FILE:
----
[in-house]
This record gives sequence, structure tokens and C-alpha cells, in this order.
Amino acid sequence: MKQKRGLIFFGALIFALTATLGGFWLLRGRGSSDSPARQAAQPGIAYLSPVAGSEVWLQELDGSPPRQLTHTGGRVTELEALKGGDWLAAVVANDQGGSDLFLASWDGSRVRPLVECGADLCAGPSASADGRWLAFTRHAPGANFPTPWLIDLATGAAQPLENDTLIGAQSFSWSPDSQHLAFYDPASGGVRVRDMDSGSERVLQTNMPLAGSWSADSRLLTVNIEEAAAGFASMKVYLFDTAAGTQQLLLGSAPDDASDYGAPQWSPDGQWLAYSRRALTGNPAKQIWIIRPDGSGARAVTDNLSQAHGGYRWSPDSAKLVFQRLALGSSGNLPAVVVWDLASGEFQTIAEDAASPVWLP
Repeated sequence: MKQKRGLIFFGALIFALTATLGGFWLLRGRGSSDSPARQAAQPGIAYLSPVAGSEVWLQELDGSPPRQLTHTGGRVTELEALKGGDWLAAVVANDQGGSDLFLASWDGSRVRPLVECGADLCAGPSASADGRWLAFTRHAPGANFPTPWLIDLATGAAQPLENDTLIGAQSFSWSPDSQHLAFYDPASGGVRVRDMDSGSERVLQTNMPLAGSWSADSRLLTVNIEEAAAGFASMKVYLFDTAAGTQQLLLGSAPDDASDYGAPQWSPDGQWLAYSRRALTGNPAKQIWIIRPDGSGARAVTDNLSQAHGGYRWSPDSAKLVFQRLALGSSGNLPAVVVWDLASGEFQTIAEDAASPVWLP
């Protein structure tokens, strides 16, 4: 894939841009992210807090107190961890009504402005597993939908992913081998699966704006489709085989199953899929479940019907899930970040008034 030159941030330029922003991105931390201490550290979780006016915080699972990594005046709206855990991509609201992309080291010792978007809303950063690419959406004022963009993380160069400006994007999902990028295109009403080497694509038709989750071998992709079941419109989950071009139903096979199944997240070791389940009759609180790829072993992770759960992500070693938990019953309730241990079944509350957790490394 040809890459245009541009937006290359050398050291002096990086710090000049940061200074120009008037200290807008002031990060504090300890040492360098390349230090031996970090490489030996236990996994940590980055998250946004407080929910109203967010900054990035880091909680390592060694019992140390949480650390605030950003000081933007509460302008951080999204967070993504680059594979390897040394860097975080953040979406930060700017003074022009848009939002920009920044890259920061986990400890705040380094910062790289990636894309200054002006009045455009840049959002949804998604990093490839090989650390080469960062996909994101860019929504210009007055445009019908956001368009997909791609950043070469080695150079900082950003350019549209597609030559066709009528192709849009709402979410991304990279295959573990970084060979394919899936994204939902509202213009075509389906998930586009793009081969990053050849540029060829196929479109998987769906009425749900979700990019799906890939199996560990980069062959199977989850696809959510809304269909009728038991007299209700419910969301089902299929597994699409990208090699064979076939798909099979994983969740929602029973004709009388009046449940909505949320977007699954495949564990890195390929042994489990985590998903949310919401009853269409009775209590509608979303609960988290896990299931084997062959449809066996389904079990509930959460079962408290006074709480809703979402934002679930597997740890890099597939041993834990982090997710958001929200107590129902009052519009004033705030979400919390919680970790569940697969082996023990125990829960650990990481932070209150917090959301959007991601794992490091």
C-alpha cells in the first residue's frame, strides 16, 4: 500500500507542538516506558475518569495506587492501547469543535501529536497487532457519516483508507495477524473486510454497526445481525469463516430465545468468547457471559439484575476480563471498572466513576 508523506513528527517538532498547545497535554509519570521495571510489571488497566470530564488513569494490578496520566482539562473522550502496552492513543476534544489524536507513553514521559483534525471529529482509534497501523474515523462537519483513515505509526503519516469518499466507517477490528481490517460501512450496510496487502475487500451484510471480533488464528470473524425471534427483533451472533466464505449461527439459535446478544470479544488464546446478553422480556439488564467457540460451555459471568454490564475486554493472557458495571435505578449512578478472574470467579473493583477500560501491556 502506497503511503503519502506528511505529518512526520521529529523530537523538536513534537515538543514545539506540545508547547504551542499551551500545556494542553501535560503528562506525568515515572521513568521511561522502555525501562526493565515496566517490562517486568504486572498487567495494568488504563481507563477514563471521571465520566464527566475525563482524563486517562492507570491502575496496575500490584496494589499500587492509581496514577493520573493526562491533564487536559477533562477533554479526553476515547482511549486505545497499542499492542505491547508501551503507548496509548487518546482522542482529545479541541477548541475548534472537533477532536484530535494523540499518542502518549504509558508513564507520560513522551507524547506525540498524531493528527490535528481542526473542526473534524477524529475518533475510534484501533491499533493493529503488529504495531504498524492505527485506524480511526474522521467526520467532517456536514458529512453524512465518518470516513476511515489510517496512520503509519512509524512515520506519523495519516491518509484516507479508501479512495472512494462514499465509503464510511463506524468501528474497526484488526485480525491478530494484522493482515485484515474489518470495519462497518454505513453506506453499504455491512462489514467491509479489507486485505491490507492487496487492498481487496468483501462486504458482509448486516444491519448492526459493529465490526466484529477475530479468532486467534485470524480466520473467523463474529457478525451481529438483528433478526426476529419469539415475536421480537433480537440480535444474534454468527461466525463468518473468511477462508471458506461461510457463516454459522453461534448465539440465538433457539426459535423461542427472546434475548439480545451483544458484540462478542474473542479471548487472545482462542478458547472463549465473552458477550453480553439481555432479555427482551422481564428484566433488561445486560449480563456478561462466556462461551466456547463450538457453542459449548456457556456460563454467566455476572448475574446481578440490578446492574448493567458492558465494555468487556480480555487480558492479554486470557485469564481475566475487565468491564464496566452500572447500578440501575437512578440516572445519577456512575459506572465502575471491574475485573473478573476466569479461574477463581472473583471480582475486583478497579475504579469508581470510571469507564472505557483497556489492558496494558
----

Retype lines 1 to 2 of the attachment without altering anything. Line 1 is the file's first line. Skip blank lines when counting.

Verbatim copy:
[in-house]
This record gives sequence, structure tokens and C-alpha cells, in this order.